New York State Senator Patrick Gallivan recently discussed the enactment of a bill he sponsored in the Senate that will make it possible for victims of elder abuse to give acceptable testimony in criminal cases against their abuser at the time the abuse is discovered instead of at the commencement of a lawsuit or criminal trial as the law is currently mandates. This legislation would allow elderly witnesses who are age 75 or older to preserve their testimony for future use.
"We have a responsibility to protect our senior citizens," Gallivan said. "Elder abuse, whether physical, psychological or financial, is on the rise as our senior population continues to grow. This legislation helps ensure that those who abuse and exploit the elderly are held accountable and do not go unpunished."
The bill proposes to allow recorded testimony from elderly witnesses to be preserved and used as evidence at a later date in a criminal proceeding. Right now, under New York state law, victims can only provide advanced testimony if they are suffering from a demonstrable physical illness or are incapacitated. Sadly, in many instances, elderly victims who appear healthy at the start of an investigation die prior to the start of the trial. This legislation might prove a major deterrent to would be abusers who, up until now, likely believe they can act with impunity given their first hand knowledge that the life expectancy of their victims is compromised.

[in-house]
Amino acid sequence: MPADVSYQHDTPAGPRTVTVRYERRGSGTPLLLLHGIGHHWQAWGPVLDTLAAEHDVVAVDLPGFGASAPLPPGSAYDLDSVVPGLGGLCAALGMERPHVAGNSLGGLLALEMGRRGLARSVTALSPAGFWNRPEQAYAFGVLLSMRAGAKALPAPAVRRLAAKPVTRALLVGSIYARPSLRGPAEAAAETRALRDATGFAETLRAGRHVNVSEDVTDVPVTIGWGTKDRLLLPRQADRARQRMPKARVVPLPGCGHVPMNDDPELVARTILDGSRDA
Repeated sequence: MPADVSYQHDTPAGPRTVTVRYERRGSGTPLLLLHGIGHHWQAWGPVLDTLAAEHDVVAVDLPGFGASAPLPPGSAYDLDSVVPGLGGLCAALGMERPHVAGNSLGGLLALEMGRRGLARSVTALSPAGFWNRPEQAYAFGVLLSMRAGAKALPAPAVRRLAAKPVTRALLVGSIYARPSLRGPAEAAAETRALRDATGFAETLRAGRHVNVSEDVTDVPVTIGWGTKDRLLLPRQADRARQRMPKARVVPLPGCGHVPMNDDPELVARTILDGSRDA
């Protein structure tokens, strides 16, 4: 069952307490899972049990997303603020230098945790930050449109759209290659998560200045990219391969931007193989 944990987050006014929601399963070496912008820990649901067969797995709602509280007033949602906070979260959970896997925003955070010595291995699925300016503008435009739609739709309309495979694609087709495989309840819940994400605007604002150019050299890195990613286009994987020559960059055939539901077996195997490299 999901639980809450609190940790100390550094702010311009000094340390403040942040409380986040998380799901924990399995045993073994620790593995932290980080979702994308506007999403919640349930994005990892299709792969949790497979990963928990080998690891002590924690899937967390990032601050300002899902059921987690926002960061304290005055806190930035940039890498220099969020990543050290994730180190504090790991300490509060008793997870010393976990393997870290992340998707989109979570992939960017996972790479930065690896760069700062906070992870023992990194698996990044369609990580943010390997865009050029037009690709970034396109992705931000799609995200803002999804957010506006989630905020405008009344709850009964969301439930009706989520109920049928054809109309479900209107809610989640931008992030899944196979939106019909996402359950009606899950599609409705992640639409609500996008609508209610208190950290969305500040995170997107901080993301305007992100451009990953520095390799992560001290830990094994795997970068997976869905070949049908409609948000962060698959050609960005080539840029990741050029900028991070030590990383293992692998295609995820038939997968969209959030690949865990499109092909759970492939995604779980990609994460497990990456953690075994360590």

In a prosecution from a few years back, a man in his 90's, who was supposedly very healthy for his age, was the victim of theft by his long-time home aide. He died after the aide's arrest but before the case went to a grand jury. The case was prosecuted, but would have been an easier conviction with the victim’s testimony. In this case, the aide confessed but obviously, that glimmer of conscience can’t be counted on in every matter before the court.
"Offenders should not be able to game the system by delaying legal proceedings in the hope that an elderly witness will pass away before trial," Gallivan said. The bill has been sent to the New York State Assembly for consideration.
Can we avoid many forms of financial abuse with the execution of an estate plan? I certainly think that a properly drafted estate plan is a vital first step in helping to prevent elder exploitation. Please contact our office to schedule your complimentary consultation or attend one of our workshops on this topic. Hope to see you soon.
Reference: WHEC (March 31, 2016) "Senate passes bill to better protect senior citizens from abuse"